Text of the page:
A black civil rights icon will be the first Canadian woman to be featured on the country’s banknote. Starting in 2018, Viola Desmond’s face will grace the $10 bill, minister of finance Bill Morneau announced on Dec. 8.
Desmond became one of the faces of Canada’s civil rights movement in 1946, after her arrest and conviction for sitting in the white section of a segregated movie theater in New Glasgow. In 2010, 45 years after her death in 1965, she received an official pardon and apology from the governor of Nova Scotia, also a black woman.
Desmond was chosen from a list of suggestions made by the public, which was eventually narrowed down to 461 eligible candidates. Hailing from Halifax, Desmond was a successful, self-made businesswoman, an owner of a beauty school where she trained beauticians to provide services tailored to black women, at a time when these were scarcely available. She also had a line of her own beauty products.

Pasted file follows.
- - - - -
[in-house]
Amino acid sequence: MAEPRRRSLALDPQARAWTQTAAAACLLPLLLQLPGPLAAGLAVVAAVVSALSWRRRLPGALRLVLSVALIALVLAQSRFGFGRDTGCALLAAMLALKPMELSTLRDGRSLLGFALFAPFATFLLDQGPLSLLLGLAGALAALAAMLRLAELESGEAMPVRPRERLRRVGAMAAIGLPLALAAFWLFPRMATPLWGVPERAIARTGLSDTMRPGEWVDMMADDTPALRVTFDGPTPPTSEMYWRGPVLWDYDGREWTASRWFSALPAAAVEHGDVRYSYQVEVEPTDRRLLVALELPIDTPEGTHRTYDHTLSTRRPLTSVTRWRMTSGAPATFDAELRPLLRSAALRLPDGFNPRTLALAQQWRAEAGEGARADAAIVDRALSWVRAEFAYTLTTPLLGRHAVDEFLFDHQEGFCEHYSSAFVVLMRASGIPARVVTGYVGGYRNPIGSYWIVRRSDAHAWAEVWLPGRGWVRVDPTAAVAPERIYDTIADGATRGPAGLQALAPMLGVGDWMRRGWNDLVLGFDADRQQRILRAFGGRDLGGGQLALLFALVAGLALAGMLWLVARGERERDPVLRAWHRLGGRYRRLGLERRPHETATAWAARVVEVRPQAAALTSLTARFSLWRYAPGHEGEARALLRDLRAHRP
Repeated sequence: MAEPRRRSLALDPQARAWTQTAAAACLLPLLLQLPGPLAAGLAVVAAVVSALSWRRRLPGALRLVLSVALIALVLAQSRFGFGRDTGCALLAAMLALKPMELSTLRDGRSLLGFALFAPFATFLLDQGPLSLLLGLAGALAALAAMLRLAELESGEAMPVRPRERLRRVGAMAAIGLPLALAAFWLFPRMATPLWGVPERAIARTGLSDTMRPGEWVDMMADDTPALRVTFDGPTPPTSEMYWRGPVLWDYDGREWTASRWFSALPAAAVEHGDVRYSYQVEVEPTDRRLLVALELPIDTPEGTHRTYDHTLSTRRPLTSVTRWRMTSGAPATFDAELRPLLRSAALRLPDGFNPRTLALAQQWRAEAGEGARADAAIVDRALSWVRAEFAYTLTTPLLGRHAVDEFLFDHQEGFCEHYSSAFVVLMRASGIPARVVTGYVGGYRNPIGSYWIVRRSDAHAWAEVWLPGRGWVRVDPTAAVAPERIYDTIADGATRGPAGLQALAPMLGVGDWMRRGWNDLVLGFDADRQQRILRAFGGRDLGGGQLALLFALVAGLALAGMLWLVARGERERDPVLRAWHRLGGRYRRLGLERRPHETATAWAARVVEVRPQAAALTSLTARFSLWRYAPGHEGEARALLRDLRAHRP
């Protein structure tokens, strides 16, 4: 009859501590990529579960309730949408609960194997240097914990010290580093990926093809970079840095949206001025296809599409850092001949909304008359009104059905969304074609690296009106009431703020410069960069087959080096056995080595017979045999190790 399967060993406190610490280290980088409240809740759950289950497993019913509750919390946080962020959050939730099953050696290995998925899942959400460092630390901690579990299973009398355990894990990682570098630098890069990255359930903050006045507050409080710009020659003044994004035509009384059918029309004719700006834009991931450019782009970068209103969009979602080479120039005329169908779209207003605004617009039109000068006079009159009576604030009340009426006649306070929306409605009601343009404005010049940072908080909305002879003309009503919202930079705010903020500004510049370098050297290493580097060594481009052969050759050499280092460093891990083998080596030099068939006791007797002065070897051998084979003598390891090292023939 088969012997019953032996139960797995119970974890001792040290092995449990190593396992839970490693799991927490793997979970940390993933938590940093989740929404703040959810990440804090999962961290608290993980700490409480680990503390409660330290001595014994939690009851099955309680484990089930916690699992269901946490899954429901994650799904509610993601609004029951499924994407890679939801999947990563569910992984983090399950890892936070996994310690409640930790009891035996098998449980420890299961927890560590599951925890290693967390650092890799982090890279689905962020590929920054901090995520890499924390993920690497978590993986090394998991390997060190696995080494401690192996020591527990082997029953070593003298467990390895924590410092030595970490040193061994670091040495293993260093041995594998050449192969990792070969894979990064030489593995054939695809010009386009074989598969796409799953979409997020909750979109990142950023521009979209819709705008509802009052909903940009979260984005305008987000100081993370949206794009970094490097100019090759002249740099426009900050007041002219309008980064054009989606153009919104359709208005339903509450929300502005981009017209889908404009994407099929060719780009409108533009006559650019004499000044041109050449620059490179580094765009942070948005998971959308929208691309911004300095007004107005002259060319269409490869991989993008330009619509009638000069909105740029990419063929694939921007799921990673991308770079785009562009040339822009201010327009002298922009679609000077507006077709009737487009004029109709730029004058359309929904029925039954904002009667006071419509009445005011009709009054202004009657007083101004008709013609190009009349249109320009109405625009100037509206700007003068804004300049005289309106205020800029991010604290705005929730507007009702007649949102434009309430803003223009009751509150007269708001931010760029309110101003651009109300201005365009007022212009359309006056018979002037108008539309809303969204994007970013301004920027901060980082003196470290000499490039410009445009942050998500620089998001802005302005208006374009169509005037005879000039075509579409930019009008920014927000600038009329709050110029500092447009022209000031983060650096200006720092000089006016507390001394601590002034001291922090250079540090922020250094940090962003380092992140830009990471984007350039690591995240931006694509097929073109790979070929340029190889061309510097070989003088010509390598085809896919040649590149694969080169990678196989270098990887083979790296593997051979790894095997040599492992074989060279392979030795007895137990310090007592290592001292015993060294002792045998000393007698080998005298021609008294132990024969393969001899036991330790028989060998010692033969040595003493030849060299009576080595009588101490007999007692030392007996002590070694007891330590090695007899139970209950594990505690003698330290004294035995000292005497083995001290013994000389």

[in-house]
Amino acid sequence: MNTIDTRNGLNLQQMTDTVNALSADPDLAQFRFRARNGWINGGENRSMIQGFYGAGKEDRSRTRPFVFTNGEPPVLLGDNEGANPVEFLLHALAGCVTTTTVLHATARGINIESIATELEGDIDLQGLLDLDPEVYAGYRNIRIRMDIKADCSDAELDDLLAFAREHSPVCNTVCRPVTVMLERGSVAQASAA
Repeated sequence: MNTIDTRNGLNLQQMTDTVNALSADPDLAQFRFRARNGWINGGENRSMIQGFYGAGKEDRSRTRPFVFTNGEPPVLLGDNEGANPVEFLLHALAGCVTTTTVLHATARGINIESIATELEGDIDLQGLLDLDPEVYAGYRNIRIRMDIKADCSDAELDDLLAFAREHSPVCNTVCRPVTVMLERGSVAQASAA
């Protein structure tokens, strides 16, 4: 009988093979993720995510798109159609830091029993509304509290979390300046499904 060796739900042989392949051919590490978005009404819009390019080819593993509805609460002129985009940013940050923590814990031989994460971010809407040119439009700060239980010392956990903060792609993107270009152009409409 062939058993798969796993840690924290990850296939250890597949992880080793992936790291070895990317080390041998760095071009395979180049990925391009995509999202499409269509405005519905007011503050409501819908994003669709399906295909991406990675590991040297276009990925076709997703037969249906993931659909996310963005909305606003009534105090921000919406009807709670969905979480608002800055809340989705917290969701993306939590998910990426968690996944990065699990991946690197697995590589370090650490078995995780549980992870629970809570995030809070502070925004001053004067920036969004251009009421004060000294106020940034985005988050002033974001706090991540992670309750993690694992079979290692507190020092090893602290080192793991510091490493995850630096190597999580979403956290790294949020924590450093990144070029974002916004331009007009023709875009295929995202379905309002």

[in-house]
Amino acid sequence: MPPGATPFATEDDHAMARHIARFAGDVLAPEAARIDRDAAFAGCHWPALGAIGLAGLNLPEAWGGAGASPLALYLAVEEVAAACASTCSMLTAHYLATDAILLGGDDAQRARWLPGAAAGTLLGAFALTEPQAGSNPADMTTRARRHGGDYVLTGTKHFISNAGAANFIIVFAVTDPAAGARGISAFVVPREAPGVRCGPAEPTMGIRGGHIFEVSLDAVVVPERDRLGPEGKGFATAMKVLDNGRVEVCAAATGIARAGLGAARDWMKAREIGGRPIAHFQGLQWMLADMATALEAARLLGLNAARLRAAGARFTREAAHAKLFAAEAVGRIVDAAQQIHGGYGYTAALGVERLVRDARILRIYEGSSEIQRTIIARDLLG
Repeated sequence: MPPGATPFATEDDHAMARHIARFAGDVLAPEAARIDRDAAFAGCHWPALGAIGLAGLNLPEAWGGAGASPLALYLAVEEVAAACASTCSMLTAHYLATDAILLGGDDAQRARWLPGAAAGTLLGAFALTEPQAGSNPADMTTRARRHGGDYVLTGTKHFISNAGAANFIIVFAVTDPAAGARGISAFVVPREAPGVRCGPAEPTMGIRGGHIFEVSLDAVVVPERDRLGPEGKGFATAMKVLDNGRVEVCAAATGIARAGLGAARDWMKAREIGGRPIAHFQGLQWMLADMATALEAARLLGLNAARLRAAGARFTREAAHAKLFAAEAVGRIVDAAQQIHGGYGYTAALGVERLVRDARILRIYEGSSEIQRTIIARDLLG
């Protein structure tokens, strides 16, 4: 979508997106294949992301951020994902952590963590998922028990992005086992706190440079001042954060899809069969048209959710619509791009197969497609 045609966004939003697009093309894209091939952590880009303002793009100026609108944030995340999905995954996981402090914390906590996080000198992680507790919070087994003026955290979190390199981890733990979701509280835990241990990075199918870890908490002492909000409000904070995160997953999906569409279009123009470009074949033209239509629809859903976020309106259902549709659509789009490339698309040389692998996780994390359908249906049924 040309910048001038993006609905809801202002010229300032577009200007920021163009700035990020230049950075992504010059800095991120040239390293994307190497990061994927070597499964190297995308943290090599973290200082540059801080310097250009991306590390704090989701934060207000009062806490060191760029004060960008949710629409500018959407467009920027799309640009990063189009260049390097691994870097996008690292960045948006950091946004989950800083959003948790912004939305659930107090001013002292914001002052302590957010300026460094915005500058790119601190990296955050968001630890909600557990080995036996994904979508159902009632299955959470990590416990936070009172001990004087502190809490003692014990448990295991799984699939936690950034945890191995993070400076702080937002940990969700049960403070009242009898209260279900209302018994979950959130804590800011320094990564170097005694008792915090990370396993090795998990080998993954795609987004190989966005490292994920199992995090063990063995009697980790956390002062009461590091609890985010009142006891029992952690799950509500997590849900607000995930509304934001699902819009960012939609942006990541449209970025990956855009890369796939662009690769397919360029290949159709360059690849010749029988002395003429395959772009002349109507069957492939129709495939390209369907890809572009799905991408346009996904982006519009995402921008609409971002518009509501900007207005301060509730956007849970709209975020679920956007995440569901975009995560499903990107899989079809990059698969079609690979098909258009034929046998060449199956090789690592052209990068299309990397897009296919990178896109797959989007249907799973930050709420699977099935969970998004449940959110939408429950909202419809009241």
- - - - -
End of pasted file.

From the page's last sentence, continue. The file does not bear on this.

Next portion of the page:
The theater where she was arrested offered black Canadians only balcony seats, which were 1 cent cheaper than the white section downstairs. Desmond was short-sighted, according to The Globe and Mail, so she bought a balcony ticket, but sat in the main seating area. She was asked to leave, but refused and was forcibly removed by the police. Her eventual conviction for tax evasion (due to the ticket price difference) carried a $26 fine. Her lawyers unsuccessfully tried to appeal her case in Canada’s supreme court.
Earlier this year, US treasury secretary Jacob Lew announced that Harriet Tubman, an escaped slave and leading abolitionist, would in 2020 replace slave-owning president Andrew Jackson on the face of the $20 bill.
Correction: The post initially identified Desmond as the first woman to grace a Canadian banknote. She is the first Canadian woman—the country’s $20 bill features Queen Elizabeth II, and according to the Financial Post, the image of Princess Mary was printed on notes in the 1930s.